When you know next to nothing about a country except for a few highlights you want to hit while you're there, it can be a little intimidating to come up with your itinerary. For Peru I thought I had come up with the perfect plan, however after chatting with a few people that had been there and getting some insider tips, we made some adjustments. It ended up that we spent the perfect amount of time in each destination and never felt too rushed or like we were missing out. I'm sharing our itinerary below so you can use it as a guide for your own trip to Peru along with some very important tips that we learned that you will find come in handy! It's important to note that there are so many other areas of Peru that we would have loved to have checked out, however with only being able to take a certain amount of time off, we'll have to save those areas for another trip!
When you first arrive in Lima from Newark (non-stop on United which is only about a 7.5 hour flight), you land at about 9:30pm. If you're planning to head out to Cusco or another area of Peru instead of going directly into Lima, I highly recommend spending the night at the Costa del Sol Lima Airport which is the Wyndham property that's connected directly to the airport. The neighborhood that the Lima airport is located in is not very safe, so being able to not even have to leave the airport is a major bonus. Simply walk over the short pedestrian overpass et voila - you are in the hotel!
Getting to Cusco from Lima could really not be easier. The flight is only an hour and there are flights nearly every hour, but believe it or not, this could cause some problems. When we arrived at the airport, we couldn't find our flight on the board. Confused, I tracked the flight status on my phone and was surprised to learn that it was cancelled. LATAM Airlines hadn't sent us an email notifying us of the cancellation until way later and the reader board did not indicate that our flight was even cancelled. It simply just wasn't there. We tried to go through security to see if we could get to a gate agent to rebook to which we were turned away and told to go down to the check in area. We tried to rebook the flight on our phones because it was giving us the option to select another flight but this wasn't working either. Very long story, but we ended up criss crossing the airport 4 times from desk to desk because we kept getting sent to different areas to rebook. Finally, we found ourselves in the right place and were able to get on the flight that departed an hour after our regularly scheduled flight. The purpose of me saying all of that is this: because there are flights nearly every hour (sometimes only within 15 minutes of each other) it seems like if one does not fill up, they will cancel it and consolidate the passengers onto the next flight. Keep an eye on your flight and the second it looks like there might be a cancellation try to rebook.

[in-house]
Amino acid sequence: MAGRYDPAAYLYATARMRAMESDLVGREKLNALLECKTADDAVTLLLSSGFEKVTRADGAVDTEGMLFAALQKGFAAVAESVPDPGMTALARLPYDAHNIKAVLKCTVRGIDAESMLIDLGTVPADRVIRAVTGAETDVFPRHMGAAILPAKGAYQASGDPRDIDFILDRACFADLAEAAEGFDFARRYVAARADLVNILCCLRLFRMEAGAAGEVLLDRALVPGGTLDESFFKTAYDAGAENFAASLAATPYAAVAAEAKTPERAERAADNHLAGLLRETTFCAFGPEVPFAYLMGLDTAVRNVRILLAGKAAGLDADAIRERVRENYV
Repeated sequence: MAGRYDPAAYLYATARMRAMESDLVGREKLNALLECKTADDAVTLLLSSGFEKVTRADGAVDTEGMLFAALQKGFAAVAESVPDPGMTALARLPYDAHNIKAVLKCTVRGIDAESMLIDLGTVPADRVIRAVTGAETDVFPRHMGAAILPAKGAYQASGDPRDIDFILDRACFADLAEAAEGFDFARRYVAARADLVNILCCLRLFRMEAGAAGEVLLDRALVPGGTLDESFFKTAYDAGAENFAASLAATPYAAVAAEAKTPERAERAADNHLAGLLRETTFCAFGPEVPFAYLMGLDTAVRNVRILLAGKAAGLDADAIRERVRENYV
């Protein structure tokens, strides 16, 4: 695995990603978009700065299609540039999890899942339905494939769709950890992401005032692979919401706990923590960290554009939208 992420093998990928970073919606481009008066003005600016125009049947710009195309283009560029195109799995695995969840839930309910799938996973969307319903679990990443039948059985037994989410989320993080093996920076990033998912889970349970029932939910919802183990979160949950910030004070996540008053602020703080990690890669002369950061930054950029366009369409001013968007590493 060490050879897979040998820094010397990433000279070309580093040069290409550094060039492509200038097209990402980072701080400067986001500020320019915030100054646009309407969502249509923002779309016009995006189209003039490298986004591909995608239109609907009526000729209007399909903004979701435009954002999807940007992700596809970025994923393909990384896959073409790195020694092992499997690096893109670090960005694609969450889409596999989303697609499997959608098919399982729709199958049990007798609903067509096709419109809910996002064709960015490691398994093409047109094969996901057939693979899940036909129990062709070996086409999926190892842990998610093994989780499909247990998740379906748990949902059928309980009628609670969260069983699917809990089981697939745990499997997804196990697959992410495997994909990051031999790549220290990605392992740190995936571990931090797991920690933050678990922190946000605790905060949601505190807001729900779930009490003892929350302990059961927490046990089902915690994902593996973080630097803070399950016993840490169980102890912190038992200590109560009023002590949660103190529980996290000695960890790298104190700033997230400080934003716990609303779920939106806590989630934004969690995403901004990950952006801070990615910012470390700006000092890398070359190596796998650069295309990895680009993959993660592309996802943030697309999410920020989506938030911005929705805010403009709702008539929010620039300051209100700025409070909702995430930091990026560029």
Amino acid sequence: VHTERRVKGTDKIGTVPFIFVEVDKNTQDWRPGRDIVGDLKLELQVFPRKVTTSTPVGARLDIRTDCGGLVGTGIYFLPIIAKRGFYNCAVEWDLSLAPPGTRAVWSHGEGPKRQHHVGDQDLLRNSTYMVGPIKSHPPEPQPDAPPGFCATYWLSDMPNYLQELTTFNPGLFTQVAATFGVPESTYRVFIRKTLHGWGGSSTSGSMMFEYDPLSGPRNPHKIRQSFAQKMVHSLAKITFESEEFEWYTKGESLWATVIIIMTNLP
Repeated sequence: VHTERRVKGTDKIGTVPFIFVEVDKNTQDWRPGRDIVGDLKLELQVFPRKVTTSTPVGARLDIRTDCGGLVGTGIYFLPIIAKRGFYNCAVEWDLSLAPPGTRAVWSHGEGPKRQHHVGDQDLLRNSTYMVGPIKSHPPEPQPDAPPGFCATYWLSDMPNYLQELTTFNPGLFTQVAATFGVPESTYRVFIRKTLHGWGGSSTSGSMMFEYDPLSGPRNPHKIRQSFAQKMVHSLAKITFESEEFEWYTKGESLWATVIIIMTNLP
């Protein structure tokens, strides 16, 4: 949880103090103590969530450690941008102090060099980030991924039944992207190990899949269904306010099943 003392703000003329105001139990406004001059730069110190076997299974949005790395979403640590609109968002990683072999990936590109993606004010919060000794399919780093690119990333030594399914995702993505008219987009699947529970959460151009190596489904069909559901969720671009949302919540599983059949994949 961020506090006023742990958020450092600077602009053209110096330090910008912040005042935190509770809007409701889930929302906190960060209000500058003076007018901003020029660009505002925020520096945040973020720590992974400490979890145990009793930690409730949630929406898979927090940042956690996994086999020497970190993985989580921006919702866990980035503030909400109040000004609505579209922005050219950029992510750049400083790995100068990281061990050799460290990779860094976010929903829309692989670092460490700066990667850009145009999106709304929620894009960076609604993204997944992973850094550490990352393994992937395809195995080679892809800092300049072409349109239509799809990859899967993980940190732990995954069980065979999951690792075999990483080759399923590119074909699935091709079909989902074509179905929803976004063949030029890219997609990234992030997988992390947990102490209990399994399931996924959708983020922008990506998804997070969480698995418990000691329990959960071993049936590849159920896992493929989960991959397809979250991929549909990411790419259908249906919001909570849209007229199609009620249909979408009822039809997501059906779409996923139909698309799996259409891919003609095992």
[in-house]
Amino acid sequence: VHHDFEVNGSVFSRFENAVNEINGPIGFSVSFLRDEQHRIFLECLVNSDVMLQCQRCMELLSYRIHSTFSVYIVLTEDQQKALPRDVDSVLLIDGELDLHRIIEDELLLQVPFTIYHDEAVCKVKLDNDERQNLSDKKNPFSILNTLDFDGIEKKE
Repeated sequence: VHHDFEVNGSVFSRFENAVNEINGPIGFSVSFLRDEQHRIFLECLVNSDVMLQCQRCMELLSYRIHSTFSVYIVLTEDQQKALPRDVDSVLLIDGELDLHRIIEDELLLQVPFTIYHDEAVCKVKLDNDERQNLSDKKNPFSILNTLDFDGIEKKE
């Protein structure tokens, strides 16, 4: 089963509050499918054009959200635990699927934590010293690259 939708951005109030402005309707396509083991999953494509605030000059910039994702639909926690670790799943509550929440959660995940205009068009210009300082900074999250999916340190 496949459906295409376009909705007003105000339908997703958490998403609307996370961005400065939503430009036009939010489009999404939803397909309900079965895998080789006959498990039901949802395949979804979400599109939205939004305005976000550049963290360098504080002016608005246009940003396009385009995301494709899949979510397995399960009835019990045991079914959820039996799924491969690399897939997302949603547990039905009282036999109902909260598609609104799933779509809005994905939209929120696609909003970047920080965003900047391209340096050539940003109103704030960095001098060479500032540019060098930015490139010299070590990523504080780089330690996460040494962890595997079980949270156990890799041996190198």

Take it easy your first day in Cusco. For real. People will tell you this and you may think you're used to altitude, but it's really no joke here. Simply walking down the street will cause anyone to get winded and you should be mindful of the amount of oxygen you're getting. I highly recommend booking a hotel that not only pumps oxygen into the guest rooms (check out the Palacio del Inka or the JW Marriott El Convento Cusco), but one that also has an oxygen tank that's free for hotel guest use. I didn't think this was a service we would use, but then I saw how blue my lips had turned from lack of oxygen and had that bad boy delivered ASAP. They delivered it right to our room and let us keep it for 15 minutes each. While there is a lot to see in Cusco, it is not overwhelming which makes that traveler guilt about taking it easy basically non-existent. We would head out to explore and then return to the hotel for an hour or two to take it easy and get some oxygen before heading back out again. I truly think this is what helped us to acclimate so quickly.
Also, make sure that you are eating light on the first day or two and don't drink any alcohol. Altitude sickness can hit out of the blue and you won't want to have just killed a giant steak and 3 beers. Opt for a salad or soup and LOTS of coca tea! Trust me, even the restaurants are cautious of this:
The best place in Cusco to eat light is Greens Organic. Delicious salads (seriously one of the best I've ever had in my life!), soups, smoothies, and teas will leave you feeling ready to tackle the altitude. Greens has their own farm in the Sacred Valley, so it's pretty cool to be able to support that as well.
You're finally ready to head to Machu Picchu! There are essentially two ways to get there: by bus and by train. DO NOT be lured by the cheap bus prices. The road is extremely dangerous and the journey will take well over 20 hours. If you're on a budget, pony up for the train (either Inca Rail or PeruRail) and enjoy the sights along the way. The train companies will tell you that the trip takes only 3.5 hours, however I feel like they don't account for the time it takes to actually get out of Cusco (you zig zag up and out of town in order to get over the mountains) and the other station stops that you will make. The total time of our train trip to Aguas Calientes was about 5 hours from the San Pedro Station in Cusco. It didn't feel that long, however, because they serve you breakfast and then we had some beers and enjoyed the beautiful sights. Along the way, they will come over the loudspeaker and tell you a little history of what you're seeing out your window. The sights are beautiful!
The big question for us was how much time will we need in Machu Picchu? After much consideration, we opted for just one night at Inkaterra Machu Picchu Pueblo Hotel. The property was just a short walk through town and felt miles away. One of the best decisions we made was to stay here. It was beautiful and very convenient. The best part was that a 75-minute Andean hot stone massage cost only $95. We took advantage of that one.